Treating Shiga toxin induced haemolytic uraemic syndrome

BMJ 2012; 345 doi: http://dx.doi.org/10.1136/bmj.e4598 (Published 19 July 2012) Cite this as: BMJ 2012;345:e4598
  1. Ferruh Artunc, associate professor
  1. 1University Hospital Tuebingen, Department of Medicine IV, Section of Nephrology and Hypertension, 72076 Tuebingen, Germany
  1. ferruh.artunc{at}med.uni-tuebingen.de

Clinical lessons from a recent outbreak of Escherichia coli O104:H4 in Germany

Shiga toxin induced haemolytic uraemic syndrome occurs in a minority of patients after infection with enterohaemorrhagic Escherichia coli or Shigella spp. It is characterised by thrombotic microangiopathy and renal failure, which are attributed to toxic effects of Shiga toxin on systemic and renal microcirculation. The pathogen is commonly part of the intestinal flora of cattle and is transmitted by contaminated food. Worldwide, the most common strain is E coli O157:H7, which causes the syndrome mainly in young children.1 Prognosis is good and treatment is mainly supportive, because no treatment has been proved to be effective and the use of antibiotics or plasmapheresis is controversial.2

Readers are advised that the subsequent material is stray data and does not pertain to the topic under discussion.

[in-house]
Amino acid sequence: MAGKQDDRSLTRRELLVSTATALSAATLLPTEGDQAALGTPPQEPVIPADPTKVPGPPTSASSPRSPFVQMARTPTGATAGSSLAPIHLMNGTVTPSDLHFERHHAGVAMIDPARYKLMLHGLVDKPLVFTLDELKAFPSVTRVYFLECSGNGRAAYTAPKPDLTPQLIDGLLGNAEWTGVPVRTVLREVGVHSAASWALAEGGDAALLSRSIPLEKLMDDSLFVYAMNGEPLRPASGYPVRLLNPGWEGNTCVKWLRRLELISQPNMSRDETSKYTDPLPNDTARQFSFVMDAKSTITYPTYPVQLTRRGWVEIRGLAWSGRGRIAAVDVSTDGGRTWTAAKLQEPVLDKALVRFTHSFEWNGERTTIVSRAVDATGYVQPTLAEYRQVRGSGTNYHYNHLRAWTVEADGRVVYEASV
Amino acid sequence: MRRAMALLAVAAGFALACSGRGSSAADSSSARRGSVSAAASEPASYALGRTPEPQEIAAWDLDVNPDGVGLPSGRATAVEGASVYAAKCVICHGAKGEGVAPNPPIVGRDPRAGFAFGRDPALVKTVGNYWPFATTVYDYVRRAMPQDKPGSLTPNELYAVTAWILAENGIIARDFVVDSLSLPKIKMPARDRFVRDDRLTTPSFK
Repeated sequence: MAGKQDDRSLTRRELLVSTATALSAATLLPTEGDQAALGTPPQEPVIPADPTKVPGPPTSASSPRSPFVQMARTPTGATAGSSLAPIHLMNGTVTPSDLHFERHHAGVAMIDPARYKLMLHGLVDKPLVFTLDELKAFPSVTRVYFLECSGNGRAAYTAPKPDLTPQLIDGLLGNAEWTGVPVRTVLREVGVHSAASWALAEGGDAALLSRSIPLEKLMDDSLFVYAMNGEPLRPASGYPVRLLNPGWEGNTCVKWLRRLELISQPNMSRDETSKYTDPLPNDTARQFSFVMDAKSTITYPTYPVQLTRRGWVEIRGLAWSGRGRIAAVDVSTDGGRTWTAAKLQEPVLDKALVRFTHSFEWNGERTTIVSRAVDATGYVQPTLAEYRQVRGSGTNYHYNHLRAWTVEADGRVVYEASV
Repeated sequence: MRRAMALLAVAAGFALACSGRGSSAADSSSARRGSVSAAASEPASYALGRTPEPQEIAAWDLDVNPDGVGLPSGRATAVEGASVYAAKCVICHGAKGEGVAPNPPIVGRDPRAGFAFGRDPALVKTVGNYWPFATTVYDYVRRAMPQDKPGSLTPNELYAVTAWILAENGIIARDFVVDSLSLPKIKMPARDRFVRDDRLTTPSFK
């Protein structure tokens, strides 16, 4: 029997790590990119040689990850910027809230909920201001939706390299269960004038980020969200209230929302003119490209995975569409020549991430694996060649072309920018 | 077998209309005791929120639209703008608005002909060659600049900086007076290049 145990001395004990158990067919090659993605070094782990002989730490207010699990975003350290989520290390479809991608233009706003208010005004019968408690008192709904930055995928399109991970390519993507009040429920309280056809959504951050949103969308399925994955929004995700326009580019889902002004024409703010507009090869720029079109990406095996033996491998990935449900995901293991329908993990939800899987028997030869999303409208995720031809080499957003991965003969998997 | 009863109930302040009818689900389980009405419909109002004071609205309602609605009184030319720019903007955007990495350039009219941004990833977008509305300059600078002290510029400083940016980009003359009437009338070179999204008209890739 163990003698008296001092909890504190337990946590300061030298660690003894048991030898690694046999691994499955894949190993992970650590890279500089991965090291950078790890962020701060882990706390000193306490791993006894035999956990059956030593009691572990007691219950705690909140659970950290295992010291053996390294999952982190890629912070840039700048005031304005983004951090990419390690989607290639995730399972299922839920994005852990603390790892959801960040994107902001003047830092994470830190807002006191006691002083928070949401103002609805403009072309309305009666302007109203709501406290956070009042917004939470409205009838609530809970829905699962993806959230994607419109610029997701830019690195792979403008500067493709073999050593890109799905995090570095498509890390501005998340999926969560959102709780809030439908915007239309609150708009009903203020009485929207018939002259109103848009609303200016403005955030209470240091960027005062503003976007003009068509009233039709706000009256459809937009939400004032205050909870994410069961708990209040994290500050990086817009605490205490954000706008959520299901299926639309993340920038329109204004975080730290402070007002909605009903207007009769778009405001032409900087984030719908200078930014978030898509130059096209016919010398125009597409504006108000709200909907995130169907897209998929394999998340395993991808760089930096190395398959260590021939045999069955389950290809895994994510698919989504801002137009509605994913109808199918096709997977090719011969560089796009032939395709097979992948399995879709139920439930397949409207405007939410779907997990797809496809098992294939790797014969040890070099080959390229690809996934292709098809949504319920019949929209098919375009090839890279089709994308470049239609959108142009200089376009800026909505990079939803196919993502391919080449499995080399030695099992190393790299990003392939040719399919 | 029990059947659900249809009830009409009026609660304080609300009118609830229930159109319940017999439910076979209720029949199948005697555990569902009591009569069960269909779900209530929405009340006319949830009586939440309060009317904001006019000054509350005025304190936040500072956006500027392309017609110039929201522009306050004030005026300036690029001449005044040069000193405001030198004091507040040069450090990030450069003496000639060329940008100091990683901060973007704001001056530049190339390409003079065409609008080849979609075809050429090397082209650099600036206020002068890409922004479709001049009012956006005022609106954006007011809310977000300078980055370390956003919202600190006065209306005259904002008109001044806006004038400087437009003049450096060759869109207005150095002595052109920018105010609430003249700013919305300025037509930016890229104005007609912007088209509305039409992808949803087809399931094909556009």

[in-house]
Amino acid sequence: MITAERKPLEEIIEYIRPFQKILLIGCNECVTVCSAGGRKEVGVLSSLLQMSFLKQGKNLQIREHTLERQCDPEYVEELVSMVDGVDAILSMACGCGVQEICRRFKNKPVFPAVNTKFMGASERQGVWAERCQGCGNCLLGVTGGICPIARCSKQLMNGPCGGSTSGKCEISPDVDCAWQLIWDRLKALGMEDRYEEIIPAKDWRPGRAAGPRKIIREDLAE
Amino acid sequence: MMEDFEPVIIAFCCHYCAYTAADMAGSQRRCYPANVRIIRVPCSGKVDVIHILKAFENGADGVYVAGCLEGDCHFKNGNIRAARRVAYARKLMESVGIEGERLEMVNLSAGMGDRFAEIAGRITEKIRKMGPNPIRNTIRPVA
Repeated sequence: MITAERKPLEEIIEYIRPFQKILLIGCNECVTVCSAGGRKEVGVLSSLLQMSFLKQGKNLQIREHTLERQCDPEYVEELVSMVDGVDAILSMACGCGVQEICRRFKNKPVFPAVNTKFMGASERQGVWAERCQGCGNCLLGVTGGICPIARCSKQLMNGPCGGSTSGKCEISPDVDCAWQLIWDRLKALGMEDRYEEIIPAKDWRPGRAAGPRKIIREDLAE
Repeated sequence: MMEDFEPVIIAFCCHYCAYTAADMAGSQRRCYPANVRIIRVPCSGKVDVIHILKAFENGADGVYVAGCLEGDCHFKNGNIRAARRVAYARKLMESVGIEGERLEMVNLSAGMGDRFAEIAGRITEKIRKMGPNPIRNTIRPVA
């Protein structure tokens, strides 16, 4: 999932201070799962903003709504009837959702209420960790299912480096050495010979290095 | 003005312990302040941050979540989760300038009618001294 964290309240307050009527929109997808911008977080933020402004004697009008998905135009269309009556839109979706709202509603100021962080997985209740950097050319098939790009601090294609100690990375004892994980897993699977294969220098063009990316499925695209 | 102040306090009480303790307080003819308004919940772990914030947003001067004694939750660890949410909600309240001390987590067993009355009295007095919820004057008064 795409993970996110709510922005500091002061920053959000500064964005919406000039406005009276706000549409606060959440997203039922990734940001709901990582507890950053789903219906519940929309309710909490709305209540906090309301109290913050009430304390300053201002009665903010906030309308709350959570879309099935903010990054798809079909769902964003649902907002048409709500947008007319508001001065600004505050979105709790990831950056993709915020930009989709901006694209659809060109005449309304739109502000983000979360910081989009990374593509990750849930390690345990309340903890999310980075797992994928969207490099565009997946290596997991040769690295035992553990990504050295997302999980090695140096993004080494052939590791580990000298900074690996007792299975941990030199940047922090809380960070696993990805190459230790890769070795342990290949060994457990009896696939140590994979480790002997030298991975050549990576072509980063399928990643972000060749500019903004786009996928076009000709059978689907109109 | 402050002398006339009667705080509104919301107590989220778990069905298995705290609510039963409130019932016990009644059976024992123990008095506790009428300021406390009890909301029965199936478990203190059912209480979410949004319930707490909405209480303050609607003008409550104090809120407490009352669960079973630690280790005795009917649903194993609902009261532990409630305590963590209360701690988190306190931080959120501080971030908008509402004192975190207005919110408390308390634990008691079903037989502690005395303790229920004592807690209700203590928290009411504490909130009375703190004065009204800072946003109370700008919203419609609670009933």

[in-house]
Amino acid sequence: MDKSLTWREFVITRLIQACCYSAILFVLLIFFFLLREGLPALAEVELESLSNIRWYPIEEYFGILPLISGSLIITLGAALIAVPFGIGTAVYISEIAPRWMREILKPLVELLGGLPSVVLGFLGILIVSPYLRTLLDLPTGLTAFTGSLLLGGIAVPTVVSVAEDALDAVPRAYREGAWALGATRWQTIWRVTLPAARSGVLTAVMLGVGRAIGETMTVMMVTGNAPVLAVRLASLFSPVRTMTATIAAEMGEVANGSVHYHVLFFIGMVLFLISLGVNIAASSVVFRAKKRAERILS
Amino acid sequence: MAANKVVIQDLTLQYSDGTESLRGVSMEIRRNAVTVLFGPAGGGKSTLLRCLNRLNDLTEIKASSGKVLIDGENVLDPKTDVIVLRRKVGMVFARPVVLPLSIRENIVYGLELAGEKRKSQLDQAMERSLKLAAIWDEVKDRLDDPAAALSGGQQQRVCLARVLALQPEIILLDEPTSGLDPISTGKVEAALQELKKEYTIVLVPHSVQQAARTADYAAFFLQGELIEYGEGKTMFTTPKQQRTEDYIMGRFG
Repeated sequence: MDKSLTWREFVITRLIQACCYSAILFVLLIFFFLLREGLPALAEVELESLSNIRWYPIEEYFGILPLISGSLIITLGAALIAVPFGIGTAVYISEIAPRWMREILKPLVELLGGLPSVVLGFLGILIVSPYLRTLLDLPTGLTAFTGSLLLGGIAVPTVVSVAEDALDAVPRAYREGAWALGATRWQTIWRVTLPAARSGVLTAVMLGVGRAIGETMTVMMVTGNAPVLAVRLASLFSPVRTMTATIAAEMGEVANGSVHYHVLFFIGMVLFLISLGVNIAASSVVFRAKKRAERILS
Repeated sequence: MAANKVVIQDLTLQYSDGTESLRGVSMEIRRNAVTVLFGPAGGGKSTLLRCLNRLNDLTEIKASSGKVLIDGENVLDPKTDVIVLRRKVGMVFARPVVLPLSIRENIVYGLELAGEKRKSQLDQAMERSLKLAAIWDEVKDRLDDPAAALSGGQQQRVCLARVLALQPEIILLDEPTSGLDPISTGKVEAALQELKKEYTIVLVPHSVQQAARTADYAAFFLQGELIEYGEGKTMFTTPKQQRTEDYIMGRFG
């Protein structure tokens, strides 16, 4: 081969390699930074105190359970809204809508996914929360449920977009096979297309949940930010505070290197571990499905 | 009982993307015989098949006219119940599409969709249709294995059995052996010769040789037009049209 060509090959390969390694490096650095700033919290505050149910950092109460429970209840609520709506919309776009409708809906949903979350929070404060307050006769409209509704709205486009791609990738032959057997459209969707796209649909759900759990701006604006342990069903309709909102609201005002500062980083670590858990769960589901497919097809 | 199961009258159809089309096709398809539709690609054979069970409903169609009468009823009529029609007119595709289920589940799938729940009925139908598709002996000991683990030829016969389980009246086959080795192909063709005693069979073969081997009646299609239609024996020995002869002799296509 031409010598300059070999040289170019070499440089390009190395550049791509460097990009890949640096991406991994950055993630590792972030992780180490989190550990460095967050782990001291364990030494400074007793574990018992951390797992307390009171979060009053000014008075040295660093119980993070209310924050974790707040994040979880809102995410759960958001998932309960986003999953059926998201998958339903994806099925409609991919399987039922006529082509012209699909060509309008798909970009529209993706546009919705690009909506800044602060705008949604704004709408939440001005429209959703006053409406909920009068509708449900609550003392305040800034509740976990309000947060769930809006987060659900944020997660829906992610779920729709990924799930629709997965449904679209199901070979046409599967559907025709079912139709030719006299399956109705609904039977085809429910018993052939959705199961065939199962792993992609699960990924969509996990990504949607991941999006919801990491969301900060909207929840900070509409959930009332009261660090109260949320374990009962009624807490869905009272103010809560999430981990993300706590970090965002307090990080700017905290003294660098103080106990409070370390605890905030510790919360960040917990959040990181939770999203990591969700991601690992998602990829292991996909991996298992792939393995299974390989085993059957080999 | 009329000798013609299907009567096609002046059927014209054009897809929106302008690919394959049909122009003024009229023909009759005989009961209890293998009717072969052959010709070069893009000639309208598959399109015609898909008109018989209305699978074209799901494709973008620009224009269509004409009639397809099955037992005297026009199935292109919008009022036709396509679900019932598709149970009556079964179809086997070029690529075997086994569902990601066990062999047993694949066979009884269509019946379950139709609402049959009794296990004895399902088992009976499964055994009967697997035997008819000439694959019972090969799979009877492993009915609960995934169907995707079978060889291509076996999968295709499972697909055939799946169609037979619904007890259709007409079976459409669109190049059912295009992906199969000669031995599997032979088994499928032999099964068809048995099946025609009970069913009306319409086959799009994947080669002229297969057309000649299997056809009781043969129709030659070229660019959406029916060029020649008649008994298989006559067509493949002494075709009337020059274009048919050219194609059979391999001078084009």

In a linked research paper (doi:10.1136/bmj.e4565), Menne and colleagues present data on the effects of various treatments on the course of Shiga toxin induced haemolytic uraemic syndrome in a cohort of 298 patients treated at 23 German hospitals.3 In 2011, Germany experienced the largest reported outbreak of Shiga toxin induced haemolytic uraemic syndrome, which affected 855 of the 3842 people who had been infected with enterohaemorrhagic E coli from contaminated fenugreek …

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